A trio of space travelers safely returned to Earth on Thursday after a six-month mission on the International Space Station.
The Soyuz MS-16 capsule carrying NASA astronaut Chris Cassidy, and Roscosmos' Anatoly Ivanishin and Ivan Vagner landed on the steppes of Kazakhstan southeast of the town of Dzhezkazgan at 7:54 am (2:54 GMT) Thursday. After a brief medical checkup, the three will be taken by helicopters to Dzhezkazgan from where they will depart home.
The crew smiled as they talked to masked members of the recovery team, and NASA and Roscosmos reported that they were in good condition.
As part of additional precautions due to the coronavirus, the rescue team members meeting the crew were tested for the virus and the number of people involved in the recovery effort was limited.
Cassidy, Ivanishin and Vagner spent 196 days in orbit since arriving at the station on April 9.
NASA's Kate Rubins and Roscosmos' Sergey Ryzhikov and Sergey Kud-Sverchkov arrived at the orbiting outpost a week ago for a six-month stay.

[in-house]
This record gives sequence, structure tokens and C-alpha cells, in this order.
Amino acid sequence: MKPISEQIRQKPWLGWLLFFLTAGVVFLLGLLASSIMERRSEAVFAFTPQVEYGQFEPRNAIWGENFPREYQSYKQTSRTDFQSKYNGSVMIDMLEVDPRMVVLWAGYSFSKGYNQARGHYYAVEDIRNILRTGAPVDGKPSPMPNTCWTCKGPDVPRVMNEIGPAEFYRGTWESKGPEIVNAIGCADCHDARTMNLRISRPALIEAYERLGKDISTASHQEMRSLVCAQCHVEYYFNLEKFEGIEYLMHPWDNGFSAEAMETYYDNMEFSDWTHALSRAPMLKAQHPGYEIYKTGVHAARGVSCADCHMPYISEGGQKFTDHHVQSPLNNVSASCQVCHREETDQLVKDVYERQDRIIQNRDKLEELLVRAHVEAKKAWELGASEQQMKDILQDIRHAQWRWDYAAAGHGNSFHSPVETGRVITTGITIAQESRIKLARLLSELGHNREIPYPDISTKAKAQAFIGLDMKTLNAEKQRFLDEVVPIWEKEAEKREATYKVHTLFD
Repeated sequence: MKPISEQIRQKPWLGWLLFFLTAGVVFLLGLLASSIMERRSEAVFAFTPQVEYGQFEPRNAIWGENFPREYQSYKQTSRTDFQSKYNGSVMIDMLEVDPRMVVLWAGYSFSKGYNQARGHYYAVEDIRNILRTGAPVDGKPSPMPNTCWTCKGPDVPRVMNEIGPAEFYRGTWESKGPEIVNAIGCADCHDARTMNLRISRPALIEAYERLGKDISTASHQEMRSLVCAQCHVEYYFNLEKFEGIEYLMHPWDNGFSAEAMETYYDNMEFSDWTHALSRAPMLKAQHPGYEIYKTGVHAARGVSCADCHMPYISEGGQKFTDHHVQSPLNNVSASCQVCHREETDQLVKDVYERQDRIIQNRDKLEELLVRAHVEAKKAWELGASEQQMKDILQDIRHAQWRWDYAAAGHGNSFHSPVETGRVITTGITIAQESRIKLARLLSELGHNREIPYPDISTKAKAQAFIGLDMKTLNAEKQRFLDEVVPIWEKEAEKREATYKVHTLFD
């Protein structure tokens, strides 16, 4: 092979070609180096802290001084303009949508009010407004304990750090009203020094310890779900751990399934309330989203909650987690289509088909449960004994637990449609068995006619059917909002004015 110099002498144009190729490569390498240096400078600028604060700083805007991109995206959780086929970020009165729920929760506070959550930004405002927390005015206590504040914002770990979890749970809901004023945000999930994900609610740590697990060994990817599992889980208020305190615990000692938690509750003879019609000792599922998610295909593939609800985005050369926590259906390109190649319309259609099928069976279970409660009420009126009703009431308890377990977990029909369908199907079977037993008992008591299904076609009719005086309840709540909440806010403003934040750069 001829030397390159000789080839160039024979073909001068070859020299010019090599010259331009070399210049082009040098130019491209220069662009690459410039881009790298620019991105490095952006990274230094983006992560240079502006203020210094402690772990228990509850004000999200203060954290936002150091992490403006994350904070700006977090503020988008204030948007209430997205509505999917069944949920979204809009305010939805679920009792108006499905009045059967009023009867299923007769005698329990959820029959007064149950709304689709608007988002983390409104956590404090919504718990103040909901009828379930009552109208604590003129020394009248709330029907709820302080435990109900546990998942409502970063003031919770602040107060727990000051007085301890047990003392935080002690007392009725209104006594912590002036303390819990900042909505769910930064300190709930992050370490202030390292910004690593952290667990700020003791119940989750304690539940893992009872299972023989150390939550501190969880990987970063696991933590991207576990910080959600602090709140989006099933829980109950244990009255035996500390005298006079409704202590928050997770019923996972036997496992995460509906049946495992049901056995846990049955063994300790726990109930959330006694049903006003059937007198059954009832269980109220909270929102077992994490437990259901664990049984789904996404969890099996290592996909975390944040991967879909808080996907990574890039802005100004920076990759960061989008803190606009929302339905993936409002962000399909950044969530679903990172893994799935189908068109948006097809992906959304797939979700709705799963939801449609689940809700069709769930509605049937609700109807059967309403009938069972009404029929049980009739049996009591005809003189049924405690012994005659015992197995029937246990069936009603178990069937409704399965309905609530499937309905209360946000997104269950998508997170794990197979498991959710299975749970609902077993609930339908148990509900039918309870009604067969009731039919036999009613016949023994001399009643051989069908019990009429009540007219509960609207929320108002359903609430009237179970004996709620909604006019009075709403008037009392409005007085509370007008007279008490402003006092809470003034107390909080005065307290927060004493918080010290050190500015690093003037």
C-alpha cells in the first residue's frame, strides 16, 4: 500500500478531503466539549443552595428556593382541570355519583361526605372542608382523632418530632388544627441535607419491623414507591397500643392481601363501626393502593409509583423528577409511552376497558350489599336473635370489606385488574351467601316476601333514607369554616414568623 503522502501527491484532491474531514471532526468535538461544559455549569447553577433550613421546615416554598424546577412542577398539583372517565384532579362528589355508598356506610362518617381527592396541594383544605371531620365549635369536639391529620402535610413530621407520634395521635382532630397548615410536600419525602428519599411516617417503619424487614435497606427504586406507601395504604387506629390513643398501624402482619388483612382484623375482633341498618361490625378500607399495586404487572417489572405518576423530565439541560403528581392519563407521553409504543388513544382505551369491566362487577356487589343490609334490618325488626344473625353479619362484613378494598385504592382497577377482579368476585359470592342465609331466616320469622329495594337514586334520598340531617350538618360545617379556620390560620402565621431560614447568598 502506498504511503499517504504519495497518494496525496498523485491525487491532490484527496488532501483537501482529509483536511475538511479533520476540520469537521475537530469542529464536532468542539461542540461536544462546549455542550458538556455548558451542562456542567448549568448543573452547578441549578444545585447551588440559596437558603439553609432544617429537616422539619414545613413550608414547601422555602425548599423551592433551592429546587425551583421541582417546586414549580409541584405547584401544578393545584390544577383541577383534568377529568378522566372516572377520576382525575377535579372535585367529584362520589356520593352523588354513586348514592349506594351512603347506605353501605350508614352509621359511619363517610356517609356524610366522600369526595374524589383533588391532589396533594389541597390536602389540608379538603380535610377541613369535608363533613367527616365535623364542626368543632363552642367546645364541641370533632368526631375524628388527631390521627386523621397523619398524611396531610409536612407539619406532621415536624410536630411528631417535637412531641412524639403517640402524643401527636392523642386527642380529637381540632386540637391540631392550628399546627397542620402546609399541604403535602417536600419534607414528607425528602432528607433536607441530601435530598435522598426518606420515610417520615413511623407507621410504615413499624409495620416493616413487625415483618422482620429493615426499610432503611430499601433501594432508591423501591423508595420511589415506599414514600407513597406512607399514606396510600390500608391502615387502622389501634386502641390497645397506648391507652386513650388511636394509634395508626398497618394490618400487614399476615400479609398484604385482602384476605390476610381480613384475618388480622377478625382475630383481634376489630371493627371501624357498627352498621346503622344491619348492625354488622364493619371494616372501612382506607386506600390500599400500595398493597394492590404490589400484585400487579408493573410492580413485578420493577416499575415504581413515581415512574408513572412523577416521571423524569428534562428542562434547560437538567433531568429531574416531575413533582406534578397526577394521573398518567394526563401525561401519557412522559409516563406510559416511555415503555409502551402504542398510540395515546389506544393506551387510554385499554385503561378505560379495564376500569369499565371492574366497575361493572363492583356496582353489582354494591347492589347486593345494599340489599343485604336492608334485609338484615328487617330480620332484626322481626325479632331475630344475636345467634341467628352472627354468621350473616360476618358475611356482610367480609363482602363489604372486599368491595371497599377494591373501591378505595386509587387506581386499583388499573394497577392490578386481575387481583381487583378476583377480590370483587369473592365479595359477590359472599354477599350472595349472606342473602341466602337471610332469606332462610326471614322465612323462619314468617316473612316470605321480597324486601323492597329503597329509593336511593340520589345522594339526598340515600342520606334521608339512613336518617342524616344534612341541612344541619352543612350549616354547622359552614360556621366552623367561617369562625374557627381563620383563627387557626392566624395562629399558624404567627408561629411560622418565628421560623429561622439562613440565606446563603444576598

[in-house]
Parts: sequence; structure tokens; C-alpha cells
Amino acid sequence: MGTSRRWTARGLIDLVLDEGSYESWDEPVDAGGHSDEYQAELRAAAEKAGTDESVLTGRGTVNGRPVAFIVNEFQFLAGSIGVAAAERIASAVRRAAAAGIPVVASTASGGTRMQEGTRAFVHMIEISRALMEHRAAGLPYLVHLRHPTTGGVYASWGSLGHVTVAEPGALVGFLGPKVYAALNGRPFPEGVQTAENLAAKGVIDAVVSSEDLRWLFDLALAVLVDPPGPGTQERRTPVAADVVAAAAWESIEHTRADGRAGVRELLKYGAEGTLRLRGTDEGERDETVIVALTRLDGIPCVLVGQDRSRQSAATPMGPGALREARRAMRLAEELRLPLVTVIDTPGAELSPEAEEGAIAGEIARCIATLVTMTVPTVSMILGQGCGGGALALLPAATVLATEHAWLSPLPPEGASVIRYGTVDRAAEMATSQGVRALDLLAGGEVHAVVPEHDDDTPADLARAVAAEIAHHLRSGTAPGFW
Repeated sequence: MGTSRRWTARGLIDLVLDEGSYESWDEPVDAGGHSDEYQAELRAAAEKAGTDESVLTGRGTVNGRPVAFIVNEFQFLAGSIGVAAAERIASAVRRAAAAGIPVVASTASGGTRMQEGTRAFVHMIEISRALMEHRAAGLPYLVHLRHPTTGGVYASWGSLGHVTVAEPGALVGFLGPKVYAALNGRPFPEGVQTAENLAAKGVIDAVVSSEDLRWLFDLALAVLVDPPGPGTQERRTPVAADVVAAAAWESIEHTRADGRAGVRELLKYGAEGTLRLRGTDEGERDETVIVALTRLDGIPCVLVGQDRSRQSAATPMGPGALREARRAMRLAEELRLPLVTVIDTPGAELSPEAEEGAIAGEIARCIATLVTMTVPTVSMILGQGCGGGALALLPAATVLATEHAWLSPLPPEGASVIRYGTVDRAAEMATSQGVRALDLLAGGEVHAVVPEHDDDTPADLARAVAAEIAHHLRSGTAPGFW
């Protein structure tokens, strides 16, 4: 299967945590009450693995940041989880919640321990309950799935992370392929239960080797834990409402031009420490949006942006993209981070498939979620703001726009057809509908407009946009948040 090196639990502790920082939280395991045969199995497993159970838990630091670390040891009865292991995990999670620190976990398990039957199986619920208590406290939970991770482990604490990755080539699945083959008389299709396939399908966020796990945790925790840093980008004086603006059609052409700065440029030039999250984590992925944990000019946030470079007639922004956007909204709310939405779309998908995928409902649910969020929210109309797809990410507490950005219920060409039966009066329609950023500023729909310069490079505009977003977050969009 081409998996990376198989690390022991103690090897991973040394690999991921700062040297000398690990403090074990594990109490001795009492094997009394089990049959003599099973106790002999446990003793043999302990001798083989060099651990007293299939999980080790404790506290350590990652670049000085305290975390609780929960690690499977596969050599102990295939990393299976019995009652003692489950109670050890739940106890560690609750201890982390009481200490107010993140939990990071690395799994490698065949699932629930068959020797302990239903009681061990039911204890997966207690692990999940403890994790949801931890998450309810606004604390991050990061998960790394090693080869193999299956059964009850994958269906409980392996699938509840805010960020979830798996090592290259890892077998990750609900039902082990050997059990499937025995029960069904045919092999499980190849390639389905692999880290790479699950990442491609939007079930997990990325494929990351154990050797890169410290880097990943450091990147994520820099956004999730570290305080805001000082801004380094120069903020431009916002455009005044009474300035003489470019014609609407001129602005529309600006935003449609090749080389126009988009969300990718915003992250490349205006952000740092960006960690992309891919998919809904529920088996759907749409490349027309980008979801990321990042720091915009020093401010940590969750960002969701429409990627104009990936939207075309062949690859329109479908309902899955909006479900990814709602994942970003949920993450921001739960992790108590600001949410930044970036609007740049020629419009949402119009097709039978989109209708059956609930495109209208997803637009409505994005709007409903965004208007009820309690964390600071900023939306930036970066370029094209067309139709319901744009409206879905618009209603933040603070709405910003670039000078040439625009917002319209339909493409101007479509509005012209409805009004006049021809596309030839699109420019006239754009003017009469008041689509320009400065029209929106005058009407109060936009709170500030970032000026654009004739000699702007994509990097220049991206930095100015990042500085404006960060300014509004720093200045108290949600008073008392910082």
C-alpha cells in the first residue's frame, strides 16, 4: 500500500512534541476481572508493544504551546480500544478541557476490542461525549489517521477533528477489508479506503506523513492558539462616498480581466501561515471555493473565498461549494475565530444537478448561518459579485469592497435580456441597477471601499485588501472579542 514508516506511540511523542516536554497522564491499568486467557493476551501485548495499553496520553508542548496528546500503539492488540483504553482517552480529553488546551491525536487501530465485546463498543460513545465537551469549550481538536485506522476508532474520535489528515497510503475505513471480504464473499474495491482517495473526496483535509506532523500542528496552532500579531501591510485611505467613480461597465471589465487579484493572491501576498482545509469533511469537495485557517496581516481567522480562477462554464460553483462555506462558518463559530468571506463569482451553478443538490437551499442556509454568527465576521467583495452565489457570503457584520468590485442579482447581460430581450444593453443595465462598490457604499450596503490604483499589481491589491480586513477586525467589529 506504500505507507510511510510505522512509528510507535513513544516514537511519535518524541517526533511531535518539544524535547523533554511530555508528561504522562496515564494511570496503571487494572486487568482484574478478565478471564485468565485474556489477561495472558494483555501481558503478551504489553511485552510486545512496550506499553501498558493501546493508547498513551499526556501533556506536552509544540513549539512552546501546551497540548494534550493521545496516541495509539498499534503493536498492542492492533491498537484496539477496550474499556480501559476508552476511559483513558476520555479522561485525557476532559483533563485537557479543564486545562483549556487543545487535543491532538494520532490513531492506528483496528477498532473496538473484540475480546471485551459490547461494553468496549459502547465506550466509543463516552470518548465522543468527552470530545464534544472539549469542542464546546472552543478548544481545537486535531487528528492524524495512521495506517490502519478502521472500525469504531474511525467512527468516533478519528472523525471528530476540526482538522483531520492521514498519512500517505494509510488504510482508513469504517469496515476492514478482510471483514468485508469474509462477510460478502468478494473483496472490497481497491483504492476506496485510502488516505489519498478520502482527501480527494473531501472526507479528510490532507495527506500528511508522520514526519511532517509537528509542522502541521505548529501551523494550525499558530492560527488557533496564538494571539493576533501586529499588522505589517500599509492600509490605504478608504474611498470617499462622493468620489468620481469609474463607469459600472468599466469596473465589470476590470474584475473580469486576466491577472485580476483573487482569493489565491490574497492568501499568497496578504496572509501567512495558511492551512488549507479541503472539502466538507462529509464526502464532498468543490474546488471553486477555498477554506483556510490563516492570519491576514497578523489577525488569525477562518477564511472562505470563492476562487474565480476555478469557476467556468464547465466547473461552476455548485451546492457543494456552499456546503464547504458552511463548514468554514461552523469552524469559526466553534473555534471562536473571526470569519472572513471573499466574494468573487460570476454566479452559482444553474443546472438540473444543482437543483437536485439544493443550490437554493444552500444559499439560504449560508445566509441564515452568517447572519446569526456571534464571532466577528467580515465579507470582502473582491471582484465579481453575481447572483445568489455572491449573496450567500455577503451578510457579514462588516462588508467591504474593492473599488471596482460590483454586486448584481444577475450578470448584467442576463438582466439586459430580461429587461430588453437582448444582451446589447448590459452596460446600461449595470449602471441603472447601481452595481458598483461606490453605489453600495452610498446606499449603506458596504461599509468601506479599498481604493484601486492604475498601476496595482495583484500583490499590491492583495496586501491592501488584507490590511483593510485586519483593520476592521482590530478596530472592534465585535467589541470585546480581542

Before the crew's departure, Russian cosmonauts were able to temporarily seal the air leak they tried to locate for several months. The small leak has posed no immediate danger to the station's crew, and Roscosmos engineers have been working on a permanent seal.
In November, Rubins, Ryzhikov and Kud-Sverchkov are expected to greet NASA's SpaceX first operational Crew Dragon mission comprising NASA astronauts Mike Hopkins, Victor Glover and Shannon Walker, and Japan Aerospace Exploration Agency astronaut Soichi Noguchi. It follows a successful Demo-2 mission earlier this year.